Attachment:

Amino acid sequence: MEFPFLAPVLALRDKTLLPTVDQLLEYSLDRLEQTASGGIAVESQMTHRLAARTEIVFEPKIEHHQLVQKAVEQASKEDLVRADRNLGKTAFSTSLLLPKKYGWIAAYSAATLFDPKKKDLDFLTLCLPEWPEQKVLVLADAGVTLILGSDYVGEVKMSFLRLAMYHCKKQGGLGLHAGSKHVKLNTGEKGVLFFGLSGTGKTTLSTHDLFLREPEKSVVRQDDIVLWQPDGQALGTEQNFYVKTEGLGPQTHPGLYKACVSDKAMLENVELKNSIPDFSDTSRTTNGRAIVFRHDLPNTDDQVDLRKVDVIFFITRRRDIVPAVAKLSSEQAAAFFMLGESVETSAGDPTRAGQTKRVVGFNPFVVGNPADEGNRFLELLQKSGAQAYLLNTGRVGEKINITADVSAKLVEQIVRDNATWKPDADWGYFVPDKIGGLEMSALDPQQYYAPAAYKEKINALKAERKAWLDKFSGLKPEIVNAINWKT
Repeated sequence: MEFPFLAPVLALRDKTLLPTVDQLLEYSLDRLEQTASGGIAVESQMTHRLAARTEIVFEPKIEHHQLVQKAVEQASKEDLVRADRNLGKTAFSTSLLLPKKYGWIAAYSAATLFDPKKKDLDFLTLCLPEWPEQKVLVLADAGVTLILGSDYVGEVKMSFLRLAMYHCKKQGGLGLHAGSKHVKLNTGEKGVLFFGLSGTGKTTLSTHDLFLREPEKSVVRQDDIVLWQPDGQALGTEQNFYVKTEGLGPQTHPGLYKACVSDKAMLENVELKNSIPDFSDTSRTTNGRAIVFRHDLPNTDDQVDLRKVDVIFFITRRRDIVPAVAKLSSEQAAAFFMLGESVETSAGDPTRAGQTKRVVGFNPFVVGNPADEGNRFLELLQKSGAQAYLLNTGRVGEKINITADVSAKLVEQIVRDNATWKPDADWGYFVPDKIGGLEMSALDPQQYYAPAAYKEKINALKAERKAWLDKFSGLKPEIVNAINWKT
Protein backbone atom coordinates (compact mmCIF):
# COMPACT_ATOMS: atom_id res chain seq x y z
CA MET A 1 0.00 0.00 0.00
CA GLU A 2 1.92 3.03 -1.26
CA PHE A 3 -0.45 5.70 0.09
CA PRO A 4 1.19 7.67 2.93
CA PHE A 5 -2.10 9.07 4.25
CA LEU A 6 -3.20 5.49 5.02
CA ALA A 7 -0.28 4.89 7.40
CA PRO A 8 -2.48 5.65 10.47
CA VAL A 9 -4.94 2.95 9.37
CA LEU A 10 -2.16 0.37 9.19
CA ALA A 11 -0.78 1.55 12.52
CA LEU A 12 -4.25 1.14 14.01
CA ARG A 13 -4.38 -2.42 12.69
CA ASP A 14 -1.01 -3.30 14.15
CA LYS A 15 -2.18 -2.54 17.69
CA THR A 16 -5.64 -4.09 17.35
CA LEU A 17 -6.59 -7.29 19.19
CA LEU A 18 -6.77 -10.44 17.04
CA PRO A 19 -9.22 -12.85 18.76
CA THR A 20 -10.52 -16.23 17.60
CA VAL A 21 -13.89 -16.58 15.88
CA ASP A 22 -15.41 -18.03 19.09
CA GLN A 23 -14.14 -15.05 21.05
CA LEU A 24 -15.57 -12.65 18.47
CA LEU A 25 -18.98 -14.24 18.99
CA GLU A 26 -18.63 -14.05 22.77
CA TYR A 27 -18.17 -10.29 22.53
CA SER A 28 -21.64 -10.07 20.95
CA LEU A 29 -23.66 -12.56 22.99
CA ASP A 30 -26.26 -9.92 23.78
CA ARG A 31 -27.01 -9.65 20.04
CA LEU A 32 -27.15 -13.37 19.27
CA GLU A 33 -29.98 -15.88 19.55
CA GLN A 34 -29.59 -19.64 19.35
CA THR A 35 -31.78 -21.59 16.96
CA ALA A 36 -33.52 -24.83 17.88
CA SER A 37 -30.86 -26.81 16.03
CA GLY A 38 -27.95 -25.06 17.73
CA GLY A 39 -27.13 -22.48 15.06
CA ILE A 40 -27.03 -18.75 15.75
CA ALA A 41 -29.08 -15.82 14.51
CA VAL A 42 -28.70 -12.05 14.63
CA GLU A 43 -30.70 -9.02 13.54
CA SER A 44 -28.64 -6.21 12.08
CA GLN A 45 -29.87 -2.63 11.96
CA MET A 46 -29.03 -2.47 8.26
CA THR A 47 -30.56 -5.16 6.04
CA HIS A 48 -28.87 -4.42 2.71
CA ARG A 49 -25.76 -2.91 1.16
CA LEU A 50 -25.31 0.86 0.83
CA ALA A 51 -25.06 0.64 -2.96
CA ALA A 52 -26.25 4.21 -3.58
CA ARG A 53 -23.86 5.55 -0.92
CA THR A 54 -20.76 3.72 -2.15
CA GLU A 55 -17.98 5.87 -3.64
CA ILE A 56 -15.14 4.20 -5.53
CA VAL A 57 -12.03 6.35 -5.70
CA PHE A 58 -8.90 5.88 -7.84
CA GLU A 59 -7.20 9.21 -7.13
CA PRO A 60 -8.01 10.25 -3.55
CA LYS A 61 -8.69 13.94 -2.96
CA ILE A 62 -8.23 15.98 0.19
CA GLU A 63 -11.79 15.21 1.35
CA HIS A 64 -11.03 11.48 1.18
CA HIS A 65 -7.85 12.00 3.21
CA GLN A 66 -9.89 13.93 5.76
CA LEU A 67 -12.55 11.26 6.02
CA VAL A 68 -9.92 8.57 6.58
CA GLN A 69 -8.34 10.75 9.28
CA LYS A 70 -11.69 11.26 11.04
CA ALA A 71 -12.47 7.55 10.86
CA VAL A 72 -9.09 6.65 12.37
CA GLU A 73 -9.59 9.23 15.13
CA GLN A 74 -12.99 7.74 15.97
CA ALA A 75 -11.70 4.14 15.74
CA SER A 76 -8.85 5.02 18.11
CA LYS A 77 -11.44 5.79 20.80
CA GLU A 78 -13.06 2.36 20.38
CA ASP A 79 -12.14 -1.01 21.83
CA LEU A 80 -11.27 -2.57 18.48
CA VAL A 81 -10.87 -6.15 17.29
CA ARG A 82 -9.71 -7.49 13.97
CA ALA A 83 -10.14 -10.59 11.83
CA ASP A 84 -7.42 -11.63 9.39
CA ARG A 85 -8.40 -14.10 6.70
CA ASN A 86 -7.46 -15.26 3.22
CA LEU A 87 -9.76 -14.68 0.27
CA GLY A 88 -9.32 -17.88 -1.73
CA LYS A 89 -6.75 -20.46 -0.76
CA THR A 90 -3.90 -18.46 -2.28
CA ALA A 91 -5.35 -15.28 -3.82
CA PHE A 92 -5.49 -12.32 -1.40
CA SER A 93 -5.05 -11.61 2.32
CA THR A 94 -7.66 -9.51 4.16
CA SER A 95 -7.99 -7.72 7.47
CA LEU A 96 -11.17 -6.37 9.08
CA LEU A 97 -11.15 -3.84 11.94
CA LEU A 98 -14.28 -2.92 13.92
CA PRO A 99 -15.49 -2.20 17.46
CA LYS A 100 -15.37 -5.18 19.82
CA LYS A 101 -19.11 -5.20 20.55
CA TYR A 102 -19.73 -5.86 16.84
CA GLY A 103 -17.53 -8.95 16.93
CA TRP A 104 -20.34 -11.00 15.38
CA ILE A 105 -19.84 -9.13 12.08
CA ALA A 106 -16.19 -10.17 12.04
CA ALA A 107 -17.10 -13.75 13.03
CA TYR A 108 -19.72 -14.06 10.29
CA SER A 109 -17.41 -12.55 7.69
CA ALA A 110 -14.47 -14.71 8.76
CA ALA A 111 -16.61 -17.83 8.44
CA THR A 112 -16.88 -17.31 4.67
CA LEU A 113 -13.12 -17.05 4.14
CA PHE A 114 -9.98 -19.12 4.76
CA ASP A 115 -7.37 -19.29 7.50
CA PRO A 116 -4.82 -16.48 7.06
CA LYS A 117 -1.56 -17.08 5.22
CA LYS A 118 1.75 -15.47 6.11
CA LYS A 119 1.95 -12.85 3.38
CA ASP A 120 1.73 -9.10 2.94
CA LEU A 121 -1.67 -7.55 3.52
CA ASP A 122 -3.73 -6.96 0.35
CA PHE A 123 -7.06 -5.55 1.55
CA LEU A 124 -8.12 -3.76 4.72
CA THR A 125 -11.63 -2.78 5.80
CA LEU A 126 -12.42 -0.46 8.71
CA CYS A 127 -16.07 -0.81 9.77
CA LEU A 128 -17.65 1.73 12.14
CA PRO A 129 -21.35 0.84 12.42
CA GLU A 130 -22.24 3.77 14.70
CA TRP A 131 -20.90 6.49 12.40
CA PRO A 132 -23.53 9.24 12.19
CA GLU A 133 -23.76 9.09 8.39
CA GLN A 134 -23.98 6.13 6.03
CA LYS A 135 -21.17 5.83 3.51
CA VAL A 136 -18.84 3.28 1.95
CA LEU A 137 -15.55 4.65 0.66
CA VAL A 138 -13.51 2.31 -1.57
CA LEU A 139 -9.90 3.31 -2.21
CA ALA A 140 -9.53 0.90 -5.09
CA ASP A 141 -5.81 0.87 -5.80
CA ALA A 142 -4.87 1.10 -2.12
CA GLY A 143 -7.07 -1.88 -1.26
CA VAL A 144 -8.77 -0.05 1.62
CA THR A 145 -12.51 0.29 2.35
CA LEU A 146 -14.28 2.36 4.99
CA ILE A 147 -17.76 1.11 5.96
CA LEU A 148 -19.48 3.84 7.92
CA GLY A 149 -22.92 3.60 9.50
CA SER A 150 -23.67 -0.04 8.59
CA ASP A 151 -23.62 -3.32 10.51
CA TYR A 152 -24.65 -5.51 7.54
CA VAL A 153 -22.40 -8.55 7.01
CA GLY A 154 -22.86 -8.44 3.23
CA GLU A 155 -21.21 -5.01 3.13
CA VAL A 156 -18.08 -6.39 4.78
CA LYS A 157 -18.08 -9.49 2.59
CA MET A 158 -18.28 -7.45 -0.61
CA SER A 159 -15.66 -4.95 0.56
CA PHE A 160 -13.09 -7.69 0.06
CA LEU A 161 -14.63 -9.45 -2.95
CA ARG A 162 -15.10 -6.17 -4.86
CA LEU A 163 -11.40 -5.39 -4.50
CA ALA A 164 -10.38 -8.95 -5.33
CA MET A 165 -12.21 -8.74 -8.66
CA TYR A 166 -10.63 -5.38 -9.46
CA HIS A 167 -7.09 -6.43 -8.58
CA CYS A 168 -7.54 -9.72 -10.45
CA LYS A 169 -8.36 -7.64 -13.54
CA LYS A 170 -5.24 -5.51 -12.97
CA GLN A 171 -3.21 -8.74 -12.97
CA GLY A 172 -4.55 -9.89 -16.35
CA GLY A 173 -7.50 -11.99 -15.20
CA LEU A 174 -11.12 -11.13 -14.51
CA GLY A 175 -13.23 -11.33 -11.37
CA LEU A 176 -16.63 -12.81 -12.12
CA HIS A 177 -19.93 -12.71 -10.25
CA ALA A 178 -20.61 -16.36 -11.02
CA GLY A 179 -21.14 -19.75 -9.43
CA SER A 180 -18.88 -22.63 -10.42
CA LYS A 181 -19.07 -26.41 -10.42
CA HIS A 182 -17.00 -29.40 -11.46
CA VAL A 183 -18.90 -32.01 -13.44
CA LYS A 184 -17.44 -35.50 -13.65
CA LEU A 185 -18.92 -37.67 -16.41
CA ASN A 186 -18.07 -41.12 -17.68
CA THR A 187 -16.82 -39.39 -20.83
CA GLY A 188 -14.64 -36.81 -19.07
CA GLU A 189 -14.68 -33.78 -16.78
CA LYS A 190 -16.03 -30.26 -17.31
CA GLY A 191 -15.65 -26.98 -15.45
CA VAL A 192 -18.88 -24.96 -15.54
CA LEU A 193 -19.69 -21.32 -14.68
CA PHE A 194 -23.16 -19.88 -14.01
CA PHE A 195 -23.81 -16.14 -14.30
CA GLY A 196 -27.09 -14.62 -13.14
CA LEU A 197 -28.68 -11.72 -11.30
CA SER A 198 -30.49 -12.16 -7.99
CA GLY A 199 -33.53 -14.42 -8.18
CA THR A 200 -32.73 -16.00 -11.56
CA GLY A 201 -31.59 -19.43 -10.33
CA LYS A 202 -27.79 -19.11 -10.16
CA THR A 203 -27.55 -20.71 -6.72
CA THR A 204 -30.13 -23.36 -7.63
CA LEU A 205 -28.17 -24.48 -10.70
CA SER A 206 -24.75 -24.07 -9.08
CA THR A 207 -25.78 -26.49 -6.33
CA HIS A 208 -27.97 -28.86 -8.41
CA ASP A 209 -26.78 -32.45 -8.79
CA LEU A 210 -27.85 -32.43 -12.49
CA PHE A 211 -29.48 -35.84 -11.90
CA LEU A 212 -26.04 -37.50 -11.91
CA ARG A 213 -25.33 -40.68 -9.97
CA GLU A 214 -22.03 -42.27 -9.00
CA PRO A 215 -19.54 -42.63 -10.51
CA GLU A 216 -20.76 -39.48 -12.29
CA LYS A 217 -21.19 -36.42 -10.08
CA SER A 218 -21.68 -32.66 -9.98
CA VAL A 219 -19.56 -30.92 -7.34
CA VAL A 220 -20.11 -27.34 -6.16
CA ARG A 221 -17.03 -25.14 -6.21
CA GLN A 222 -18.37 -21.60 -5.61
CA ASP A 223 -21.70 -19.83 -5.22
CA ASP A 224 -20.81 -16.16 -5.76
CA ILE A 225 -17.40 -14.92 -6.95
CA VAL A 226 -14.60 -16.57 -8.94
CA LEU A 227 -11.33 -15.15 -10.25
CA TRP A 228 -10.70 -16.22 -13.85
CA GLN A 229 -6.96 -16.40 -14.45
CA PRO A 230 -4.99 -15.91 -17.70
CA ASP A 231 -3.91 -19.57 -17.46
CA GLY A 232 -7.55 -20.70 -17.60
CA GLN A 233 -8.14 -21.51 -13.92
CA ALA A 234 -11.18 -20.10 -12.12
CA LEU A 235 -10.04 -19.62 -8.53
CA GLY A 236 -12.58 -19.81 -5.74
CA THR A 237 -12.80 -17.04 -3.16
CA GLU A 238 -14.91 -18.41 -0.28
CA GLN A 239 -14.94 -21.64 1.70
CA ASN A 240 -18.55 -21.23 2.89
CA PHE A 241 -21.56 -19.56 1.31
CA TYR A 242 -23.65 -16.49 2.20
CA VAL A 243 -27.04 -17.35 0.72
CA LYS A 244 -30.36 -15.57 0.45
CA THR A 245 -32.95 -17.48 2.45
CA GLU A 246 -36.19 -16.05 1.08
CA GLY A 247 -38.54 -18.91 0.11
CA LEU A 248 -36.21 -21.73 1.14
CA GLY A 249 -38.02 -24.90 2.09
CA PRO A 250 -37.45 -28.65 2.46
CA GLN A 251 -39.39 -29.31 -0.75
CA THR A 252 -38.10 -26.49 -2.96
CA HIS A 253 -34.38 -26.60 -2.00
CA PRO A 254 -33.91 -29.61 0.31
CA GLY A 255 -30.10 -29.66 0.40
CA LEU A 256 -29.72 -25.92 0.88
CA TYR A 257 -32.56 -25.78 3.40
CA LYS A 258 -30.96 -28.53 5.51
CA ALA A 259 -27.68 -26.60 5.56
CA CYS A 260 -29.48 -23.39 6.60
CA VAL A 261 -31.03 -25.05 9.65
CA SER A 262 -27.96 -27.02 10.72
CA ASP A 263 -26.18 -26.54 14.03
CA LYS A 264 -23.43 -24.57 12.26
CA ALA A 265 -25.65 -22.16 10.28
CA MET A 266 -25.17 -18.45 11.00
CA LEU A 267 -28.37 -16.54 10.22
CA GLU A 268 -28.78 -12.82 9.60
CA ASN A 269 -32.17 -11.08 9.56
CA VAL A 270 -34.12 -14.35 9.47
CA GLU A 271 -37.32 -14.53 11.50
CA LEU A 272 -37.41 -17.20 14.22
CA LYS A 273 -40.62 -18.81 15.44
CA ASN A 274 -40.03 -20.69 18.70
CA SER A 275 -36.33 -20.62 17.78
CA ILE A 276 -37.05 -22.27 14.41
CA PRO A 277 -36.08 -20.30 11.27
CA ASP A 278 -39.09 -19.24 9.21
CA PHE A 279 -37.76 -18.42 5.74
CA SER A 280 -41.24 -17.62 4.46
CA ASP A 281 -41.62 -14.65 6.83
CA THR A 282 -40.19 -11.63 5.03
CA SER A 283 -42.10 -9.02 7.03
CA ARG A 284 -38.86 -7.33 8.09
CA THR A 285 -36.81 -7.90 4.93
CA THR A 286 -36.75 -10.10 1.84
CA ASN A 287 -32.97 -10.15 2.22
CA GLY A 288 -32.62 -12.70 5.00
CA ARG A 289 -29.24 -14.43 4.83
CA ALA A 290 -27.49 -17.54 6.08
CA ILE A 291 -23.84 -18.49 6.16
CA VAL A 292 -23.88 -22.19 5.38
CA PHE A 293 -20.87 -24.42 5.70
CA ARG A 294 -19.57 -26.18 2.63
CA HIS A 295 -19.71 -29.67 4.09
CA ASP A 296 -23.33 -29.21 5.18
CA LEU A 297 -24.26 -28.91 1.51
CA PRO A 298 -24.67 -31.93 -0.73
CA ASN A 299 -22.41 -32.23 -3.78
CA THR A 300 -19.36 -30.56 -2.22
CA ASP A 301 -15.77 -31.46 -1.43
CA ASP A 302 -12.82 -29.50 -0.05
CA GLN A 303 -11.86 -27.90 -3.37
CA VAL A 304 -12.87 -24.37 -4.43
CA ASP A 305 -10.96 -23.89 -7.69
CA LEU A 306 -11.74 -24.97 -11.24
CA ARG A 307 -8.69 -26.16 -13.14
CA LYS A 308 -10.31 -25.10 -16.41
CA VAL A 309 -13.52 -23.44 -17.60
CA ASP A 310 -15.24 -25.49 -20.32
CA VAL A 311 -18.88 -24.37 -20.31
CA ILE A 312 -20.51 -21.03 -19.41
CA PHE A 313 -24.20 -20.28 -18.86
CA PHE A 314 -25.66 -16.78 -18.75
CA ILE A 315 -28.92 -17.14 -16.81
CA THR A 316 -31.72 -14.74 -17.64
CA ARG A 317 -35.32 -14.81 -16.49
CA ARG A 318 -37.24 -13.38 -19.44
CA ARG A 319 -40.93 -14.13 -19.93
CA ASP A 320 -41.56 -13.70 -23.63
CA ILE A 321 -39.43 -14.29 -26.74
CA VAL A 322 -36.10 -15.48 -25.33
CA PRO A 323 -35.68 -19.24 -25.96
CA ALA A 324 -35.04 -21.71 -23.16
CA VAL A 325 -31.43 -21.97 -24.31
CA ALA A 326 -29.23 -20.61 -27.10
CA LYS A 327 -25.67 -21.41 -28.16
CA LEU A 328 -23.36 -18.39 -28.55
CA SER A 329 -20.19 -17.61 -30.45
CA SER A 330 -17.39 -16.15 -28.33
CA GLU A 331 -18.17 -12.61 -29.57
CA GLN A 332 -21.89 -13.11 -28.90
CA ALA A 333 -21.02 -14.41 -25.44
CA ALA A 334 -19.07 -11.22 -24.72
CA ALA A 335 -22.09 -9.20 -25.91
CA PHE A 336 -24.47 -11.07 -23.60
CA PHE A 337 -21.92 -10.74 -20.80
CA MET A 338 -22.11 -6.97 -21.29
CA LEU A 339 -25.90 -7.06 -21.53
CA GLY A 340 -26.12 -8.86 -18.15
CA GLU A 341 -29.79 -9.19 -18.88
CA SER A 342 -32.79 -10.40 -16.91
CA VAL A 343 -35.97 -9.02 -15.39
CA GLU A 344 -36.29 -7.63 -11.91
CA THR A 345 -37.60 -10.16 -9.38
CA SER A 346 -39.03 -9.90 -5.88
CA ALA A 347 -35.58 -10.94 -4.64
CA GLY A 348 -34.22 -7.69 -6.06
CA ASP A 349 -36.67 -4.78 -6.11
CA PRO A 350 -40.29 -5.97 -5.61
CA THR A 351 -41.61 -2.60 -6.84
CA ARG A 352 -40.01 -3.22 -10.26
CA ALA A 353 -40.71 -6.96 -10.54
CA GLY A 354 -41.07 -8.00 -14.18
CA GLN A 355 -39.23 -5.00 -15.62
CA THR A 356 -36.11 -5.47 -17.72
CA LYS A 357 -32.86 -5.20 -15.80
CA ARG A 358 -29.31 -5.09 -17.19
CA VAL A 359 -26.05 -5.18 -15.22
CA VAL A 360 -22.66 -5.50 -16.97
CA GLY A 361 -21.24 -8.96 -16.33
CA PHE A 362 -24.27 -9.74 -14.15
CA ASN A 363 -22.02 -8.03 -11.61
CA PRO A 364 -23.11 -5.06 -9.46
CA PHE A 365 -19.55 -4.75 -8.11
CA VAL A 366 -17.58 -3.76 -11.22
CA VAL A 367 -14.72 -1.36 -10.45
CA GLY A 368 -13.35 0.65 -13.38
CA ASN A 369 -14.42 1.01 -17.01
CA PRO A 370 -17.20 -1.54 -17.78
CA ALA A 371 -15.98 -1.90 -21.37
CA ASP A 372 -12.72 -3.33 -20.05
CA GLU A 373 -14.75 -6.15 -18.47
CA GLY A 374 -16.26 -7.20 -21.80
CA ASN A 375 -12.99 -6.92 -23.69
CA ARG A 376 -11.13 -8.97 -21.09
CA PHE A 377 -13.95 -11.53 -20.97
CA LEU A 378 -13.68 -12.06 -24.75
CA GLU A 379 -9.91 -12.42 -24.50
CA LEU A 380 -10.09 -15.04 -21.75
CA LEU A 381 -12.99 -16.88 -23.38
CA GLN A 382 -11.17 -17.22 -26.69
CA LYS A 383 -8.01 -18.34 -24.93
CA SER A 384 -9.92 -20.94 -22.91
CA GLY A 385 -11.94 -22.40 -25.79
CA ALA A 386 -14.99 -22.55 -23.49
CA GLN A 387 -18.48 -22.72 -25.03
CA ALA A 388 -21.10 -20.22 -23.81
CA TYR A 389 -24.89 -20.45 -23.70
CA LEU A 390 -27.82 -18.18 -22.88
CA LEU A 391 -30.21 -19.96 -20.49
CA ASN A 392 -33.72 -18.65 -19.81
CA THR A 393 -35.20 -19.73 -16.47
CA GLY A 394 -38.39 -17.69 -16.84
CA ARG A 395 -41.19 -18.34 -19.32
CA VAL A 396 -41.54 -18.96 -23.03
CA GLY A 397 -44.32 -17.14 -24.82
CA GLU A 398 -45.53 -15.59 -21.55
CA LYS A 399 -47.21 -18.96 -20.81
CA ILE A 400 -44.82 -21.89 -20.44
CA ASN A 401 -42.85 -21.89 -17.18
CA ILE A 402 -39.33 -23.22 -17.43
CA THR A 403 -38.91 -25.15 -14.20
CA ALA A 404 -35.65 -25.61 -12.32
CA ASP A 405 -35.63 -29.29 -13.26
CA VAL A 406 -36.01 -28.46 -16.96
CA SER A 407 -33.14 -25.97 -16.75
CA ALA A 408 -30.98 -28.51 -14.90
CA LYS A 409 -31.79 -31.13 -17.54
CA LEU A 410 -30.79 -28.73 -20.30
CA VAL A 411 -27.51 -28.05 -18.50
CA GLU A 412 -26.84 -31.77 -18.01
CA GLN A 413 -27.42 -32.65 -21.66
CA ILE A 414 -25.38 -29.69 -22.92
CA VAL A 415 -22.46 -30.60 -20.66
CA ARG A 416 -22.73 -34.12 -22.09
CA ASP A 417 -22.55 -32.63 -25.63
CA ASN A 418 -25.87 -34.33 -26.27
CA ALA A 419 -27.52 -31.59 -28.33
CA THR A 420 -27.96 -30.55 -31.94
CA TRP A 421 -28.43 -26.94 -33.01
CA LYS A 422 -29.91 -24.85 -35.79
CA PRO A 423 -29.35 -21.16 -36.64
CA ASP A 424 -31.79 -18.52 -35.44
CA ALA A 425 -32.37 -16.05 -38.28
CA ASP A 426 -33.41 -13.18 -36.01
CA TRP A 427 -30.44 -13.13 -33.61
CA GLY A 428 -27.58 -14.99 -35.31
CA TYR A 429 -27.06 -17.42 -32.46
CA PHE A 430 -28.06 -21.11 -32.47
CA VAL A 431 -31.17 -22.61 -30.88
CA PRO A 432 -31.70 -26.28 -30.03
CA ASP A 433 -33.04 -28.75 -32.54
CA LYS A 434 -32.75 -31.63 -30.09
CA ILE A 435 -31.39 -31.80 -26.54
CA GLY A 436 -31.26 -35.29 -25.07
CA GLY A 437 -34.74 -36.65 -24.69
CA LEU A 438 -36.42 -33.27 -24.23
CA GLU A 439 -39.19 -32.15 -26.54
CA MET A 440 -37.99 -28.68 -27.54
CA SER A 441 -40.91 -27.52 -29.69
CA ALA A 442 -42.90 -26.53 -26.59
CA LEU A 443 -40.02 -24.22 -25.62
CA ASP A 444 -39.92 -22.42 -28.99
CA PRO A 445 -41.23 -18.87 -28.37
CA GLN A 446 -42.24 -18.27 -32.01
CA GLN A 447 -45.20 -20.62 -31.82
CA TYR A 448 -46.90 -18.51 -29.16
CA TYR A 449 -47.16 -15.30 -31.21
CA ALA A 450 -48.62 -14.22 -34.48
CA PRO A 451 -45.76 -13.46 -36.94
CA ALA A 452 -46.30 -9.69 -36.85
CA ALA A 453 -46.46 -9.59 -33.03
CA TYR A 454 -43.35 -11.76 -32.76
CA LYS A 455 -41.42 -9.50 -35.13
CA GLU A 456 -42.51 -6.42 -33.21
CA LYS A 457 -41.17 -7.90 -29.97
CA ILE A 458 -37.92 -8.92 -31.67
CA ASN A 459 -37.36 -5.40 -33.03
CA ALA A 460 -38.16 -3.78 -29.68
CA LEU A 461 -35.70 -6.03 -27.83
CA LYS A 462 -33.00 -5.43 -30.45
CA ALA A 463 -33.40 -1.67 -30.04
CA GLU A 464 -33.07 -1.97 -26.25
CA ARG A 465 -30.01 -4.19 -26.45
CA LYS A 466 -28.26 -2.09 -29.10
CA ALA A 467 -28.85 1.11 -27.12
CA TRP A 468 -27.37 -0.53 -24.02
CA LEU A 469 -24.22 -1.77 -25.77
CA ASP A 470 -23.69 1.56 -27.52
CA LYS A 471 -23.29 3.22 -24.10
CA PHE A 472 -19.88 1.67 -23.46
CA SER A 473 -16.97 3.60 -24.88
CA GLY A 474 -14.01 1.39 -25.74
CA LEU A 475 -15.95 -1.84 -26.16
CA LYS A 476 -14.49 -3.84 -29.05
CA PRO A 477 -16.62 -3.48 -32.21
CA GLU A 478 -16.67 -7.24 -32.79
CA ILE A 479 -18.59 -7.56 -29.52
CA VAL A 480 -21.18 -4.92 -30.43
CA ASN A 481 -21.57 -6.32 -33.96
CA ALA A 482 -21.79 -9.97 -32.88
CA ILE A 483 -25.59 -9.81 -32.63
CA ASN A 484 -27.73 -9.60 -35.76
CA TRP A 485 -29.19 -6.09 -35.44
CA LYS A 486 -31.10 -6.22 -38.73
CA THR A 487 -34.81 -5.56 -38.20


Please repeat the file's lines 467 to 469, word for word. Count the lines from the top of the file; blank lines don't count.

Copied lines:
CA ALA A 463 -33.40 -1.67 -30.04
CA GLU A 464 -33.07 -1.97 -26.25
CA ARG A 465 -30.01 -4.19 -26.45